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GAUDEN Sir Denis - Letter Signed 1673 pointing out fraudulent practices in victualling the Navy

  • £725.00

Sir Denis GAUDEN (c. 1600-1688)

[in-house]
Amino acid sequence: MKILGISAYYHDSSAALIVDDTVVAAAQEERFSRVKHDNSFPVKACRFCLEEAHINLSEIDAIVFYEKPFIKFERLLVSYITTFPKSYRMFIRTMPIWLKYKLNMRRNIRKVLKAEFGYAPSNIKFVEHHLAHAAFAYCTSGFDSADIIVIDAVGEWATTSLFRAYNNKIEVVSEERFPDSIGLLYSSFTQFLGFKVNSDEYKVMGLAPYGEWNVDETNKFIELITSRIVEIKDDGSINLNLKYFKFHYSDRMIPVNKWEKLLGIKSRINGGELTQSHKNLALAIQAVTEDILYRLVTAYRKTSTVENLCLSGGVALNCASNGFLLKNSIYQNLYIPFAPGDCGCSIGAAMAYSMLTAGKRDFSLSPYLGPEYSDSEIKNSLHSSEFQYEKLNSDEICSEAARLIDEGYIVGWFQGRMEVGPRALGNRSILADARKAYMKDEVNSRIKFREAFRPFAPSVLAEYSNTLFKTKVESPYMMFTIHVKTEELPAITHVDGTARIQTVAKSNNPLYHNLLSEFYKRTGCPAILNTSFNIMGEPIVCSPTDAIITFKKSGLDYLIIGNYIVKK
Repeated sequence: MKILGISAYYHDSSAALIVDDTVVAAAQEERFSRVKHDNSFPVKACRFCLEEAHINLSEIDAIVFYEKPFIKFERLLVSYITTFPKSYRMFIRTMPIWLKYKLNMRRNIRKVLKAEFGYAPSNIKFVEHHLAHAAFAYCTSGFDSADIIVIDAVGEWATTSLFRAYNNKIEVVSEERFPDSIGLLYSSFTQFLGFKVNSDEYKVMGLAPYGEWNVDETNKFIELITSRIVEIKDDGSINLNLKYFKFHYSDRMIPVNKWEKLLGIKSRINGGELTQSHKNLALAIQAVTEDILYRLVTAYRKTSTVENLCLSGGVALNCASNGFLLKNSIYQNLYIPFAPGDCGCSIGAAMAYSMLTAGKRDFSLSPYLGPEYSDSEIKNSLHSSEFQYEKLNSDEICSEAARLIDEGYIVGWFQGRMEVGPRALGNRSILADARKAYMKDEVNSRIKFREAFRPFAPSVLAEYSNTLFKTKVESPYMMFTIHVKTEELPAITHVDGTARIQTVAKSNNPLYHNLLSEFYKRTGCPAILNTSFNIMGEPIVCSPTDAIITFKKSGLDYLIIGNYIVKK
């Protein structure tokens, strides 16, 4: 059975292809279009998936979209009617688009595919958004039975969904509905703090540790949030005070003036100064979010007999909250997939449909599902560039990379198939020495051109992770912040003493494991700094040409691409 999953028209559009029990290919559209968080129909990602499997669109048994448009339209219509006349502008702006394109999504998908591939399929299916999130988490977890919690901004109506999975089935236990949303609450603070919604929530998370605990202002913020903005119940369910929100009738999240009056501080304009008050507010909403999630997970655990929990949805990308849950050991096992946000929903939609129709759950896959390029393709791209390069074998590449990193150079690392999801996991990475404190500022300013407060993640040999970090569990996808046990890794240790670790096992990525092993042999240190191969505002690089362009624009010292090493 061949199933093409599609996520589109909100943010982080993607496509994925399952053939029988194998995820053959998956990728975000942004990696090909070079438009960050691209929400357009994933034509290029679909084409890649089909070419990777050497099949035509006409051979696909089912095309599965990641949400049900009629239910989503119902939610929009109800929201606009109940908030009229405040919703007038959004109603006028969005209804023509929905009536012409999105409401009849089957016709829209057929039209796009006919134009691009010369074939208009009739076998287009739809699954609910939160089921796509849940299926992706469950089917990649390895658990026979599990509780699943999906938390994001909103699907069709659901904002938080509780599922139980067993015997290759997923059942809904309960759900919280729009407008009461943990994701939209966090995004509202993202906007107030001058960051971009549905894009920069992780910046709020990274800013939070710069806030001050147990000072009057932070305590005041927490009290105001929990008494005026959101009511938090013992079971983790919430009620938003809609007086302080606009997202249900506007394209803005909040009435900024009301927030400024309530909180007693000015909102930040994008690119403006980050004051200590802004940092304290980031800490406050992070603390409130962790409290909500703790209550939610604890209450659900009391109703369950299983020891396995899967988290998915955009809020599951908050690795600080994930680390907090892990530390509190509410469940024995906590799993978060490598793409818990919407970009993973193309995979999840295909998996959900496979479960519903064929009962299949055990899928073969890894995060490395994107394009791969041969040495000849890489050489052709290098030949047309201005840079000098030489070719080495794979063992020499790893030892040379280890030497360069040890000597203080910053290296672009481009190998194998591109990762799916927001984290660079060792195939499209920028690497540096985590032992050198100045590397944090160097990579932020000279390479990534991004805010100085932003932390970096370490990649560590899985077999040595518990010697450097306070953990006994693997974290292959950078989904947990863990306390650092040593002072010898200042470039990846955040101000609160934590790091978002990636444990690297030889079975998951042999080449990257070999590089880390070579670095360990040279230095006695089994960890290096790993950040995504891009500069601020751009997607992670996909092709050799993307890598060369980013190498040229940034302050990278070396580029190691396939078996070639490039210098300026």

Letter Signed (“D Gauden”) to the Lord High Treasurer, Viscount Latimer, giving his views, in some detail, about victualling for the Navy.
2 pages folio with integral address leaf, n.p. [but London], 6 September 1673.